With Fred’s remnants forecast to arc toward Western Pennsylvania, and the atmosphere primed for a significant moistening, the Philly region evidently is in for more rounds of thunderstorm lotto.

Coinciding with the passage of Fred’s leftovers, the likeliest period for the heaviest rain would be late Wednesday and Wednesday night, the National Weather Service says, with areas west of the Delaware River the favored targets. However that is very much subject to change, and areas around Wilmington already were getting deluged on Tuesday, with flood warnings in effect for northern Delaware.

The U.S. forecast model would keep the heftiest amounts on Wednesday to the west, with the European arguing for widespread heavy rains that could merit flood advisories, the weather service’s Mount Holly office said in its morning discussion.

For now, the forecasts for the rest of the week are maddeningly ambiguous, but shower and thunderstorm chances pop up every day at least through Monday.

That refreshing air mass that surfaced Sunday was a drive-by, one-day wonder. That means the sweat- and shower-producing humidity so evident last week has returned.

“It didn’t go far away, unfortunately,” said Patrick O’Hara, a meteorologist at the National Weather Service Office in Mount Holly.

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The supplier is an area of high pressure off the coast that is swamping parts of the Northeast with plenty of raw material for showers and forecast to be Fred’s conspirator.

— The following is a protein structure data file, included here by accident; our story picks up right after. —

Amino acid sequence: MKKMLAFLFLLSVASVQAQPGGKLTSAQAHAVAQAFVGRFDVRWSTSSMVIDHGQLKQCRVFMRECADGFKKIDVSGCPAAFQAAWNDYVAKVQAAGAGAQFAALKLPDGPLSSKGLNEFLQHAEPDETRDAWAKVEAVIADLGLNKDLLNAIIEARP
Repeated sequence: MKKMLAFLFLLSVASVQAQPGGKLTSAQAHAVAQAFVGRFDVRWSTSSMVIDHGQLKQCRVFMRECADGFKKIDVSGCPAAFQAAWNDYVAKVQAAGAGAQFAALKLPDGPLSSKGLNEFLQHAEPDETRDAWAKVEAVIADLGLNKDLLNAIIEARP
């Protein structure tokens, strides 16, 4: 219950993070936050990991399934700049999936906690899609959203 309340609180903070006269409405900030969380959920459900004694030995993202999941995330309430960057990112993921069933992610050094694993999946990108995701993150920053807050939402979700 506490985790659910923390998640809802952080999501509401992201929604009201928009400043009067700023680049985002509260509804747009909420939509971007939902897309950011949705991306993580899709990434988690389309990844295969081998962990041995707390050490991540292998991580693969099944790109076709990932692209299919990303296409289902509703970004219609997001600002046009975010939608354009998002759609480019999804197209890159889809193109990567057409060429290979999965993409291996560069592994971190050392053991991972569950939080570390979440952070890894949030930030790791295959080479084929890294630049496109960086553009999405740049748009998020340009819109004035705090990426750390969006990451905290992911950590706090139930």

The government’s Storm Prediction Center has the Philadelphia region under a “marginal risk” for severe storms Tuesday and Wednesday, and the Weather Prediction Center put areas west of the Delaware River in the “slight risk” zone for excessive rainfall for Tuesday and Wednesday.

On Monday afternoon, the center of the storm, with peak winds of 65 mph (9 mph shy of hurricane strength), made landfall along the Florida Panhandle.

It was forecast to weaken to a depression on Tuesday and then track along the Appalachians, perhaps reaching Western Pennsylvania sometime Wednesday afternoon.

The trend of the National Hurricane Center’s track has been shifting subtly westward, O’Hara said, and it’s possible that areas near the Jersey Shore would see little in the way of Fred-related rains.

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However, the mere proximity of a tropical storm can add atmospheric moisture and uncomfortable humidity to areas well away from the center, said Tom Kines, senior meteorologist with AccuWeather Inc.

With the moist flow from the south and Fred’s residue moisture,it appears that the atmosphere will remain juicy even after the core of Fred goes away.

The weather service in Mount Holly has most of Bucks, Chester, Delaware, and Montgomery Counties, along with Northwest Philadelphia, in the “enhanced risk” area for heavy rains through Tuesday night. Significant rains are possible Wednesday and Thursday.

But it is mid-August, the soil is showing its dust, the grass is browning, brittle leaves are littering the ground, and the stream flows are low. For now, O’Hara said, the agency is holding off on any flood advisories.